International E-news - August 2010
- Changes to Spanish Decree
- Revision of the European Union’s Data Protection Directive on track
- Hong Kong Commissioner may investigate telecoms companies
Spain’s Supreme Court decided in July to void three articles in the Royal Decree 1720/2007 that amends the Spanish DP Act and apply to the processing of business contact data used in business-to-business transactions. A preliminary question has been submitted to the European Court of Justice to seek clarification on the compatibility of Royal Decree 1720/2007 with the European Data Protection Directive.
The Articles in question are Article 18, Article 38.2 and Article 123.
More about this topic and how it will affect data processing in Spain in the next issue of PL&B International.
The European Commission will publish plans for the review of the European Union’s Data Protection Directive by the end of this year (see PL&B International Newsletter August 2010, p.12). Any firm proposals, however, will not be published until 2011.
France’s Data Protection Authority (the CNIL) recently claimed that there would not be a proposal until the end of 2011 due to the DP Commissioners’ reservations on rushing the proposals. However, the European Commission is still evaluating the responses to its 2009 consultation on how to revise the Directive, and that takes time. The Commission is committed to have a formal proposal ready in 2012 with European Parliament and Council involvement during 2013-14.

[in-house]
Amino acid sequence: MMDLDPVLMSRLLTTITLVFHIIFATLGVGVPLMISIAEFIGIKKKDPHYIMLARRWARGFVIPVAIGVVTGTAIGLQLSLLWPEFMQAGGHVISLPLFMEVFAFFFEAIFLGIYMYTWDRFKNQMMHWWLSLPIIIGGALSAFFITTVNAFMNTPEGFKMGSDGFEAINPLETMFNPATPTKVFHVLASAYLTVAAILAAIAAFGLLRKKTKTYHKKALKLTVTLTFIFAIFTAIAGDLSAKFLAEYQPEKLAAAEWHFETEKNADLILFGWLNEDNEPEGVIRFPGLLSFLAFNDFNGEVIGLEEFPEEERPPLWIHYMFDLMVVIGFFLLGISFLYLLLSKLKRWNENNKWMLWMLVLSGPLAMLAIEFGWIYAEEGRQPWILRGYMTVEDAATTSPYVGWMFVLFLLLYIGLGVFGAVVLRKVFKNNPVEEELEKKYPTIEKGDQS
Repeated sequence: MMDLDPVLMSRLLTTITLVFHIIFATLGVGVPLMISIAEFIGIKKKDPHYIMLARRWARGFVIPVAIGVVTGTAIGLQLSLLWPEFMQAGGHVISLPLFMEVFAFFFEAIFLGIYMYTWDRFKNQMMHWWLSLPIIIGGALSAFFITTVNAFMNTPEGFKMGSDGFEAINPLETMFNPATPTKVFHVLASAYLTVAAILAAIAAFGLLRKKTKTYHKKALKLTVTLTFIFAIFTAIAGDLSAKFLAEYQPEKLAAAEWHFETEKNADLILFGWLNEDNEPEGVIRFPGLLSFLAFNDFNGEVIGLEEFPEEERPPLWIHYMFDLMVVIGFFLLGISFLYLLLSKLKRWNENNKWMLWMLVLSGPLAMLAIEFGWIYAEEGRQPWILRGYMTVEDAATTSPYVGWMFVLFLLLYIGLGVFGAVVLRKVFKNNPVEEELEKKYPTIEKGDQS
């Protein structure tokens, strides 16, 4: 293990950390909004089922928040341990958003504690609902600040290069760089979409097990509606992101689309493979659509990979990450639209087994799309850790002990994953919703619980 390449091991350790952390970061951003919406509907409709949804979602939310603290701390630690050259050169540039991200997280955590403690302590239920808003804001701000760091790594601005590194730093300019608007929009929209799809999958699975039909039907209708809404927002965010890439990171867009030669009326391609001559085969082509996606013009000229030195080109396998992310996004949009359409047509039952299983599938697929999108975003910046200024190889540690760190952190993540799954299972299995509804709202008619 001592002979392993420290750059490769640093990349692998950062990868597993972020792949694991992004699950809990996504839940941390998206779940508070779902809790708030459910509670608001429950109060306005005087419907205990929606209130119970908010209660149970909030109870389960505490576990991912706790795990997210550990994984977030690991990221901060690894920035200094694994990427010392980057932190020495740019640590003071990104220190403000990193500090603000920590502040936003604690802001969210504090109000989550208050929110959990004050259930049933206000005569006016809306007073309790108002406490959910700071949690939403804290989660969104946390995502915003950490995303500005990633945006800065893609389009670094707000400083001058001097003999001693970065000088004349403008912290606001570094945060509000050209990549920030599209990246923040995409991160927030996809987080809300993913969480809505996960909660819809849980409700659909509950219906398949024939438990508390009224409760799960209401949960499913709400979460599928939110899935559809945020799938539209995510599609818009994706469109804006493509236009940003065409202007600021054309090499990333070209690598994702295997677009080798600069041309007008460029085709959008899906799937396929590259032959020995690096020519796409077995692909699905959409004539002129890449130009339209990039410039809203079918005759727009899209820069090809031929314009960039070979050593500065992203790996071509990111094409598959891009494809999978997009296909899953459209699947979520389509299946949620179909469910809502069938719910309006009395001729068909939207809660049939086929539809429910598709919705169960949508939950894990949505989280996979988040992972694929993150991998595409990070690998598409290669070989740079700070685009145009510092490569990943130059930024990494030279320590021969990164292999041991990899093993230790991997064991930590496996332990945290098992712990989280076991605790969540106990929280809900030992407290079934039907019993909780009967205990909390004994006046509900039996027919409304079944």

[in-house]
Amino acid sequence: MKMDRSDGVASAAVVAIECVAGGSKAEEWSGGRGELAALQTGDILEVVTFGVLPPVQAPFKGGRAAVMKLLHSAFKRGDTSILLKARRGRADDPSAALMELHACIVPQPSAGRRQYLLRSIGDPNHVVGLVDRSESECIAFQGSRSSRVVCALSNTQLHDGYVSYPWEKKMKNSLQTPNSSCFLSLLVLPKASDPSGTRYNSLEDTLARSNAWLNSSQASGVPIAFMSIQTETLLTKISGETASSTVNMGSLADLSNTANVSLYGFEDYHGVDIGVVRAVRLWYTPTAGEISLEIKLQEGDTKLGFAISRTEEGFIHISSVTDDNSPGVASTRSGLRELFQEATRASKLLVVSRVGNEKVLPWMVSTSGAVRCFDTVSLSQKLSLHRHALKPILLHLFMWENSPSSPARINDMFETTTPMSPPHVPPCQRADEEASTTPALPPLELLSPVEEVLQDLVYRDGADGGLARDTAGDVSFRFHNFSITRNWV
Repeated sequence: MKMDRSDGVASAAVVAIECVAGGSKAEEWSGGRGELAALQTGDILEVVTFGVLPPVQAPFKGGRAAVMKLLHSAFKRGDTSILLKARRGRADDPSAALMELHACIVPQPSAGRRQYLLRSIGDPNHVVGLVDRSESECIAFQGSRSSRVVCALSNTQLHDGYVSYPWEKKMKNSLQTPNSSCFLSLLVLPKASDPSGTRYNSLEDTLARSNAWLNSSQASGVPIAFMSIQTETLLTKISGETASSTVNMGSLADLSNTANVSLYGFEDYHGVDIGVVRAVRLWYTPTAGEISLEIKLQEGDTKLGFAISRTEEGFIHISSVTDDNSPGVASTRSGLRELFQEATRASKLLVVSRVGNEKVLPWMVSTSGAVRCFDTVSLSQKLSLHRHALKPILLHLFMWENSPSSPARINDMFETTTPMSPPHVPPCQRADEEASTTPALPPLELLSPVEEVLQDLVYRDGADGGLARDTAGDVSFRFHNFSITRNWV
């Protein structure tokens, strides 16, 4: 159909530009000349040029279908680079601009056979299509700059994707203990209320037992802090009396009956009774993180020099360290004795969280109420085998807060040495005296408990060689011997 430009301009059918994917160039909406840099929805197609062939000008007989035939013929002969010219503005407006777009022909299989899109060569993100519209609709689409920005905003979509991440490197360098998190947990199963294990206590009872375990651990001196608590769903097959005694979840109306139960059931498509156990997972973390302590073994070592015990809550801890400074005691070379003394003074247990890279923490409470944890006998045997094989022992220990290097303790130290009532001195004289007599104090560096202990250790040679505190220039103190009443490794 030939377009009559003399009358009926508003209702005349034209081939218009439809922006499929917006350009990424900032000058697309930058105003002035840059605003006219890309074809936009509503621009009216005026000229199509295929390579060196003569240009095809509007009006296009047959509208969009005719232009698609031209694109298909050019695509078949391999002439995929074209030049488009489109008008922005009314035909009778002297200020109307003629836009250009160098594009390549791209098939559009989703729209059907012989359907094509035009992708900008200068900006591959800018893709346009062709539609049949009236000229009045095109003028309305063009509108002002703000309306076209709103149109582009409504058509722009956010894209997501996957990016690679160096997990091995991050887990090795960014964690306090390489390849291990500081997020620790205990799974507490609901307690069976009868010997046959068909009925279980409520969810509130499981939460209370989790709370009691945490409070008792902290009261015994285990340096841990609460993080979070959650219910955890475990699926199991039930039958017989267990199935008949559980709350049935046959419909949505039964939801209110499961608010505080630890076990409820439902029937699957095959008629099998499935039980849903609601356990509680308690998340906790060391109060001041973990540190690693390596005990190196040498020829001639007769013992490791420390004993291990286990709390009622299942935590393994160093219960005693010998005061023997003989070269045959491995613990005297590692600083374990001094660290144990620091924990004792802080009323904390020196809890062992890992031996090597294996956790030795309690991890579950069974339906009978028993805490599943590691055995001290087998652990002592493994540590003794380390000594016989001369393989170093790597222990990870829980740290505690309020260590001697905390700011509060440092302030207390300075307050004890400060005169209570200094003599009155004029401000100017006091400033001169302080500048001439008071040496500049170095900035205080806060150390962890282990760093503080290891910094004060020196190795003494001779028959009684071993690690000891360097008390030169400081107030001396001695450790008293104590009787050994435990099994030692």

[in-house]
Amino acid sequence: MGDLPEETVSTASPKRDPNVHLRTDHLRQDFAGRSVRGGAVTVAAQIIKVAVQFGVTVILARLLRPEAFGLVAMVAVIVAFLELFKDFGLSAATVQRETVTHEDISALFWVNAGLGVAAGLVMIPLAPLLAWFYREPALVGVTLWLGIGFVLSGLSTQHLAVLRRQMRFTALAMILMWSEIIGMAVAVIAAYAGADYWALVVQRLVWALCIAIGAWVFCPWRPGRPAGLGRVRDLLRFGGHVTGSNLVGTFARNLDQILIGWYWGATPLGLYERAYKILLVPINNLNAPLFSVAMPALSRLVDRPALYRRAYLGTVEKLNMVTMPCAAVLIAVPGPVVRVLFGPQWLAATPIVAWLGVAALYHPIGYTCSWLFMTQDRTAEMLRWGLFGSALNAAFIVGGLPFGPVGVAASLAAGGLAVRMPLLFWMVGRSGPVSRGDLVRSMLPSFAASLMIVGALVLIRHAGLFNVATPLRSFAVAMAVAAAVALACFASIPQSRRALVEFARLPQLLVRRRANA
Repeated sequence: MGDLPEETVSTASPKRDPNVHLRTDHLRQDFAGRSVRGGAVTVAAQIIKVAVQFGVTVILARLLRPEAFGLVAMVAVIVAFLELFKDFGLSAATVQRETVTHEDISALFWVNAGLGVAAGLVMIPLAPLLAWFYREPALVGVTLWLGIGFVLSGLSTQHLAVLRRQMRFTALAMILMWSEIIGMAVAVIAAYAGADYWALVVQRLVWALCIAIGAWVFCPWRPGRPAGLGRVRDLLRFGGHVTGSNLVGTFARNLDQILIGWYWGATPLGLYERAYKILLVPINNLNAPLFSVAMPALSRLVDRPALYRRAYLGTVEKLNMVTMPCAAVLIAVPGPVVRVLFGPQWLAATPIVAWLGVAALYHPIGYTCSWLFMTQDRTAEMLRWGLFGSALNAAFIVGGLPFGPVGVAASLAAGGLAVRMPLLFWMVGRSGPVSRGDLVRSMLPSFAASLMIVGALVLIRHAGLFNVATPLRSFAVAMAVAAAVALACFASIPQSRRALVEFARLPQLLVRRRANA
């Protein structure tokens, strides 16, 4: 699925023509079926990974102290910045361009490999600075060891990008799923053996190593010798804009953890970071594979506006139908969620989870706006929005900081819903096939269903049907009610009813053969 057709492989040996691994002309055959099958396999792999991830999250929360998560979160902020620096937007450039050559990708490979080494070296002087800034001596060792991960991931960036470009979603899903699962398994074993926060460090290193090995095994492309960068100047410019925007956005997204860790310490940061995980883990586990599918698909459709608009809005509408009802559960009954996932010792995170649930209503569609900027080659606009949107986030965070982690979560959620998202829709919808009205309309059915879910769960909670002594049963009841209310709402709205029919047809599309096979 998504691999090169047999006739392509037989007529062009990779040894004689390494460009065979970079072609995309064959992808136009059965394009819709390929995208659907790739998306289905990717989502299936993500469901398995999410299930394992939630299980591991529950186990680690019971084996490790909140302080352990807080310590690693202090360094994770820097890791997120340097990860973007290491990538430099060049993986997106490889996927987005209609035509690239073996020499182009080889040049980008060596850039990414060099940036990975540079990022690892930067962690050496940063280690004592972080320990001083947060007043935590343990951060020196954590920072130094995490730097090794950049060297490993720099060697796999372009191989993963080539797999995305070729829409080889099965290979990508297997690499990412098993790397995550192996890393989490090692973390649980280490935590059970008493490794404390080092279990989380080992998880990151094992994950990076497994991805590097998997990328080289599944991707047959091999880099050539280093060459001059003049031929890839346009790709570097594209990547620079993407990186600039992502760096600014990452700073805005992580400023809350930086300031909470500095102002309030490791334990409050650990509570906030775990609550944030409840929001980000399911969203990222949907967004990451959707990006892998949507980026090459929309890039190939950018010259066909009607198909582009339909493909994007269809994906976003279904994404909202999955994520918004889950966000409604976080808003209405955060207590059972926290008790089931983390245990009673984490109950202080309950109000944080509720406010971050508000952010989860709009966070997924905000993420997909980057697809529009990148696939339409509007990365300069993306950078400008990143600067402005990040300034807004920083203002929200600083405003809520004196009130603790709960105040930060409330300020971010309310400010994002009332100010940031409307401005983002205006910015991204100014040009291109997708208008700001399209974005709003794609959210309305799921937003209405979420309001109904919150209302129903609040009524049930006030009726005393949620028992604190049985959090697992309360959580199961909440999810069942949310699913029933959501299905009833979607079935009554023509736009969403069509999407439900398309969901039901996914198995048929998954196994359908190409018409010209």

The Standard, published in Hong Kong, reports that three telecoms operators are being investigated over their handling of customer data. The new Hong Kong Privacy Commissioner, Allan Chiang, said that his office had received twenty complaints in the last two years about telecoms companies’ data processing.
Chiang said he is "highly concerned" by the way telecoms operators are handling personal data and that a hearing is possible.
On his appointment on 4 August, Chiang spoke about the importance of his office: “I consider that this is a very opportune time for me to assume the role of Privacy Commissioner. The issues of privacy and the protection of personal data have been rapidly evolving in this information age. The recent investigation against the Octopus group of companies in relation to the management of their customers’ personal data have brought public awareness of their personal data privacy rights to an unprecedentedly high level. As the Privacy Commissioner, I pledge that I will secure the protection of personal data privacy through:
(i) promoting the awareness and understanding of privacy rights among data users, as well as
(ii) taking regulatory action to uphold this basic human right.”
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